CVs 101 – CV Tips for Beginners

Your CV is a an advert, plain and simple.  Its main, perhaps only, task is to sell your skills and experience to a prospective employer, in order to convince them to invite you for an interview.

This means simply that there are NO hard and fast rules – if it works, it’s done the job.  However in most instances your CV will be some form of brief summary of your abilities, education, experience and skills.

If your CV is well produced, and a genuine reflection of who you are and what you can do, it will give all the information employers need to decide that you are the right person to invite for an interview.

Why is your CV so important?

  • It is an employer’s first impression of you.
  • Without a good CV you may never get a chance to interview for the job you want.
  • It is a marketing tool that you are in total control of.
  • It provides an opportunity to emphasise your strengths and downplay your weaknesses.

When should you use a CV?

  • When asked to send a CV.
  • If an advertisement says “apply in writing”.
  • Take multiple copies to careers and recruitment fairs.
  • As a tool to help you write application forms
  • To speculatively contact employers you would like to work for.
  • When networking or meeting someone who might help you find work.
  • As an aide-memoire during job interviews.
  • Remember – A CV is not an application form and should never be used instead of one.  If a company asks for an application form, they generally don’t want or expect a CV as well.

What’s the right structure? 

At its simplest, whatever works!  There are very few rights and wrongs.  Having said that, the most common tried-and-tested format is a “Chronological CV” which works for most situations.  This would normally include:

  • Personal Details (doesn’t need a heading saying “CV”, it’s obvious what it is!)
    Name, Full Address and Phone Number, e-mail address.
  • Personal Profile (again, doesn’t need a heading)
    This should be a brief description of you.  It should include who you are, the main skills/experiences  you bring, what you want to do etc. – this is a great opportunity to really sell your skills!
  • Key Skills or Technical skills (use bullets if you can, it’s easier to read)
    Your most relevant skills and abilities for the job you are applying for.  Include skills derived from training, such as ‘word processing’, skills derived from experience at work such as ‘office administration skills’, and skills derived from other experience, such as ‘communication skills’. Where possible don’t just list it, explain how good you are, justify it.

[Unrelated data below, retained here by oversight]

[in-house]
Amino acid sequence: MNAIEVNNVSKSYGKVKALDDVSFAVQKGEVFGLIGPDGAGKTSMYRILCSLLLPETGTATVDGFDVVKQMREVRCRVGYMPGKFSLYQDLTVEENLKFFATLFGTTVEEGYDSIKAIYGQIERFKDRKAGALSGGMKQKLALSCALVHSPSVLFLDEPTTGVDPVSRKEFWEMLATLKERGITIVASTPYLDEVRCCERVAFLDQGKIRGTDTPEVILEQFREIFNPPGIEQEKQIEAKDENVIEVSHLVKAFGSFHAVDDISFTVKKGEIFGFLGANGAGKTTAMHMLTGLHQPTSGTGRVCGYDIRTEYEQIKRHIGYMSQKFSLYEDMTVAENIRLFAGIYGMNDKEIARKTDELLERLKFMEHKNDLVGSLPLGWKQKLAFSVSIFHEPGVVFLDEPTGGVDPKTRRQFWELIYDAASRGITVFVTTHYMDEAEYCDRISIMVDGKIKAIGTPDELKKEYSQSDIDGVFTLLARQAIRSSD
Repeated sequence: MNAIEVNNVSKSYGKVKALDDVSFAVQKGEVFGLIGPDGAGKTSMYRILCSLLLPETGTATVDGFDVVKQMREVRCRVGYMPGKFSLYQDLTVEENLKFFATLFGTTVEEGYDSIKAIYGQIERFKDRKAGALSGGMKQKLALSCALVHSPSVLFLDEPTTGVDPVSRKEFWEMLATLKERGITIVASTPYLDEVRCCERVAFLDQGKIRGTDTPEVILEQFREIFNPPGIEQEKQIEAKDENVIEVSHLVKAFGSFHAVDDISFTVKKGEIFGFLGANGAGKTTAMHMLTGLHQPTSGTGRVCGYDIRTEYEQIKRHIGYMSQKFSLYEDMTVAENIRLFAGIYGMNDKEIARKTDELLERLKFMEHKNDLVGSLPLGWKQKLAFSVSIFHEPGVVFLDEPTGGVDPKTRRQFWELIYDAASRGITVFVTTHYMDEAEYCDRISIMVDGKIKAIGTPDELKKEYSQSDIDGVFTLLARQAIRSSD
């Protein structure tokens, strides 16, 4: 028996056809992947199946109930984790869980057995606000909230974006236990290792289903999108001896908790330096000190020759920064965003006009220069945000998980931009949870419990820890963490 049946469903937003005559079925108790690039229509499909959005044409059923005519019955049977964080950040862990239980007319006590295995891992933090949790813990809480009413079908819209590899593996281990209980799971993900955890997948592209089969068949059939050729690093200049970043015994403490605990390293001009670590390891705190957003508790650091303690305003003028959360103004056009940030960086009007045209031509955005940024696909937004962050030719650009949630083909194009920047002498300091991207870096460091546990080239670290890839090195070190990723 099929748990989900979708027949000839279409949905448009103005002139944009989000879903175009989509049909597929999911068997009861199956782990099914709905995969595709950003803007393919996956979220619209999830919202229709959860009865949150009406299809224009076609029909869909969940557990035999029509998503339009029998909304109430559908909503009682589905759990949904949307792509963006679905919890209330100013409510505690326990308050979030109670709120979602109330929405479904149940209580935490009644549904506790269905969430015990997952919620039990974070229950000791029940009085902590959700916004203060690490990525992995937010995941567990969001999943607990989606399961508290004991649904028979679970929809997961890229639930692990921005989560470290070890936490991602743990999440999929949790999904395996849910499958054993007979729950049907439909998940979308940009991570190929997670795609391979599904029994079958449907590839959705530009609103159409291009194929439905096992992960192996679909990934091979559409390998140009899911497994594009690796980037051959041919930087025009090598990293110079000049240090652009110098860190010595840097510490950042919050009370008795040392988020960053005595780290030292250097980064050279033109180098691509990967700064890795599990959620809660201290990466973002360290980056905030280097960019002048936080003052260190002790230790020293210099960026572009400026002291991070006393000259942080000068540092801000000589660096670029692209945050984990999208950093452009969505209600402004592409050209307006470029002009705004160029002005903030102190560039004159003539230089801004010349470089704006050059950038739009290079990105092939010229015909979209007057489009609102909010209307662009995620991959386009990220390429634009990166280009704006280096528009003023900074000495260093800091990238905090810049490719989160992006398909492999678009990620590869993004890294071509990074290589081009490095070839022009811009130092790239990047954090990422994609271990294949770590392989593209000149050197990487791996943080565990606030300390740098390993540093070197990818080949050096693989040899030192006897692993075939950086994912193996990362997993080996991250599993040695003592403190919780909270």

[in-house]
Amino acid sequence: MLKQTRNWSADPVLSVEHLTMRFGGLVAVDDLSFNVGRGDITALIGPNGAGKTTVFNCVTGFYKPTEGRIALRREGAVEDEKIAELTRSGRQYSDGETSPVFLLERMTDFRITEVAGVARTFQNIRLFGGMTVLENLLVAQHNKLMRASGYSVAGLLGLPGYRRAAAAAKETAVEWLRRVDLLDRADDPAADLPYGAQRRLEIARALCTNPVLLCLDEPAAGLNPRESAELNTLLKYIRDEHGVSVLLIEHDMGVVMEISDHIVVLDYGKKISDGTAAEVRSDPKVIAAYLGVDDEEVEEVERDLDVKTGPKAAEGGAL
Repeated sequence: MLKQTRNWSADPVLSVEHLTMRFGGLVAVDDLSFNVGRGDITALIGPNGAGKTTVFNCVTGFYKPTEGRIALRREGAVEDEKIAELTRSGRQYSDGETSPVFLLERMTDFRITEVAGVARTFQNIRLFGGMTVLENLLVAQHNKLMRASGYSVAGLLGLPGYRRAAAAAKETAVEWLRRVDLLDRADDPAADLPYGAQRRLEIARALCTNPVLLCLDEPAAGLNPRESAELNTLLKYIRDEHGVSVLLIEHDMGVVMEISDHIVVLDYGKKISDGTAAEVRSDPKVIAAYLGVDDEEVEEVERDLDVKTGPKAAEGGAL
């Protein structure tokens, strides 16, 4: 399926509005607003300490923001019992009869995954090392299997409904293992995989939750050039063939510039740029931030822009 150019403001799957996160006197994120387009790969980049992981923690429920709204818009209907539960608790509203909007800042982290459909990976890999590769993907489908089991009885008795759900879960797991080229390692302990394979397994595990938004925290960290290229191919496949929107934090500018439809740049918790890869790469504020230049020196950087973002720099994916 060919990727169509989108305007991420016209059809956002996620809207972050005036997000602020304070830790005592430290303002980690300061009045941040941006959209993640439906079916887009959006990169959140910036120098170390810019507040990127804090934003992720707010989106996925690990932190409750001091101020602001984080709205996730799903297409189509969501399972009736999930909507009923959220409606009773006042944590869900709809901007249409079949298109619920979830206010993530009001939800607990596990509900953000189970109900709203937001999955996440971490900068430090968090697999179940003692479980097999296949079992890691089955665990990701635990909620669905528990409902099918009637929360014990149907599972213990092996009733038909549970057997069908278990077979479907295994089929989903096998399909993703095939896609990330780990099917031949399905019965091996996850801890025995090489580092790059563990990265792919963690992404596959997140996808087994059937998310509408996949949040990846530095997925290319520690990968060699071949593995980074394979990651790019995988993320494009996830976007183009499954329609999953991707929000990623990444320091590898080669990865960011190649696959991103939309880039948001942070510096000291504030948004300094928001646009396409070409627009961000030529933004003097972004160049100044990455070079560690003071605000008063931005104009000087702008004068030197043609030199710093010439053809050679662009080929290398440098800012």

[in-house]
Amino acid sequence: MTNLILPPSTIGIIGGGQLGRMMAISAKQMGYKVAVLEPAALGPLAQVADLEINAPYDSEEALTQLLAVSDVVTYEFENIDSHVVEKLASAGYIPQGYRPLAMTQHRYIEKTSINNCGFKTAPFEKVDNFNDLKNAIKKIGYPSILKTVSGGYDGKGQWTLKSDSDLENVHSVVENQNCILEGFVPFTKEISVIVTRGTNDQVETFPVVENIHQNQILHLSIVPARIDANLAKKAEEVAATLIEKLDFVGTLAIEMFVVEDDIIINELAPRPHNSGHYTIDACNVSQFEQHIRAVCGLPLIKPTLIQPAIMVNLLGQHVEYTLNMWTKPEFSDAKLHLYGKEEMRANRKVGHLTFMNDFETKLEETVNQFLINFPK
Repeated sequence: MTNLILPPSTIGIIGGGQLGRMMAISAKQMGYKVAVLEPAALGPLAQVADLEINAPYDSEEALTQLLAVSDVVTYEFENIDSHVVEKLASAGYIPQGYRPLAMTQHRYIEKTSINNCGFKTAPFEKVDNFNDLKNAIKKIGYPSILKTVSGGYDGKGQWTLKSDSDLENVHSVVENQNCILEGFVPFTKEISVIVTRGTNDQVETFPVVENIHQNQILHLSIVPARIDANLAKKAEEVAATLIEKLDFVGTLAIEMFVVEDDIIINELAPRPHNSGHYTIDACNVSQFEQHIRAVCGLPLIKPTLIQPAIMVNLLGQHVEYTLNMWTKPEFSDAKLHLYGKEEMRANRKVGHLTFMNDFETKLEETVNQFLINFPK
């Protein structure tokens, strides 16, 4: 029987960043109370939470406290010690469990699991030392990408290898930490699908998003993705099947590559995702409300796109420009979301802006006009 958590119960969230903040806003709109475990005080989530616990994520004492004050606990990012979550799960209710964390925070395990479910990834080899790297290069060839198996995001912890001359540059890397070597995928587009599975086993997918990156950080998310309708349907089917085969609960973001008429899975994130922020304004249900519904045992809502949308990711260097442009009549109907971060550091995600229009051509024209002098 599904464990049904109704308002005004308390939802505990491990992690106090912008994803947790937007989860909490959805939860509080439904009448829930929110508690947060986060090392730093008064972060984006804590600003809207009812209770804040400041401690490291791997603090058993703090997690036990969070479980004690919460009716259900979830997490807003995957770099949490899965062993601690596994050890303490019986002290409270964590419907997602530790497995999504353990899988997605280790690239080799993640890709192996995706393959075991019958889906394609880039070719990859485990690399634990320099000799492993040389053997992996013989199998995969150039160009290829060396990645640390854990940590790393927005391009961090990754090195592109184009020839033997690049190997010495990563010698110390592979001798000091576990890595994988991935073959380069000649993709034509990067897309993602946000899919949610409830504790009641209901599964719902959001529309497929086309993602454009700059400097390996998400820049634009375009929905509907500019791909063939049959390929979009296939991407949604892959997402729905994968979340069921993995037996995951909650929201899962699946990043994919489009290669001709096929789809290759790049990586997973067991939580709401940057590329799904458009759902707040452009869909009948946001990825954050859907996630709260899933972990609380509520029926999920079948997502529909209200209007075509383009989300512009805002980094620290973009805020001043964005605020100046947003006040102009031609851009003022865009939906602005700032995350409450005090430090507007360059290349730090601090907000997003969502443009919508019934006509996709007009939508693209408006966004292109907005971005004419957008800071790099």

• Employment / Work / Career History
    Most recent job first – that’s the one they’re most interested in. Include your job titles, employer, the dates you worked and a short description of your role (focus on your achievements not just the tasks you did).  Don’t repeat things, don’t worry too much about jobs from over 10 years ago.  And don’t forget to include work experience or voluntary work, it’s all good experience!
  • Education and Training
    You may not wish to list all your subjects and grades.  Think about what is positive and relevant.  Start with the most recent or relevant qualifications and training.  Don’t overload this section with swimming certificates from twenty years ago!
  • Personal Information
    Driving licence – cab be worth mentioning, but only if it is full and clean and relevant to the job you are applying for (e.g. a driving job!)
    Interests and Hobbies – worth mentioning if they are current, they show you have an active interest in many things, and may make a point of discussion at the interview, or if they’re relevant to the job you’re applying for.  But please don’t make the classic mistake of just listing things like “Swimming, Reading and Socialising” it’s just a waste of space.  Make it relevant, or interesting, or lose it!
    List membership of any professional associations, any groups you’re involved in – even if it’s chairing the neighbourhood watch or a school council it all helps!

Things to remember…

  • Make sure you have a professional message on your answer phone – voice mail, you never know who could call, or when!
  • Ask someone to proof read your CV, to check for spelling errors, content mistakes or mistakes with dates – these may seem trivial but for some employers these can be enough to  throw a CV straight in the bin.
  • Check your personal details – sound obvious but the amount of times people put the wrong phone number or email on their CV would amaze you!
  • Think about what your e-mail address says about you.  Addresses like or will not help present a professional image.  Consider obtaining a separate  email account to keep job application emails separate from personal email.
  • If you are sending your CV by post, use good quality plain white A4 paper, post it in an A4 envelope and don’t over-fold it – by the time it gets to it’s destination it could look a mess!
  • Be honest – although a CV does allow you to gloss over things (such as not emphasising poor exam results), or exaggerate a little, never lie or mislead – you’ll only get found out at interview and waste everyone’s time including your own!

So what makes a great CV?

  • It is targeted – to the specific vacancy, role or sector you are applying for
  • It is clear and easy to read: logically ordered, a sensible font, and not cramped
  • It is informative but concise
  • It is accurate – in content, spelling and grammar
  • It is short – usually no need for more than 2 A4 pages.
  • It is positive– shows confidence and highlights your strongest points

If you need more help, have a look at the step-by-step complete guide to writing a great CV (Part 1)

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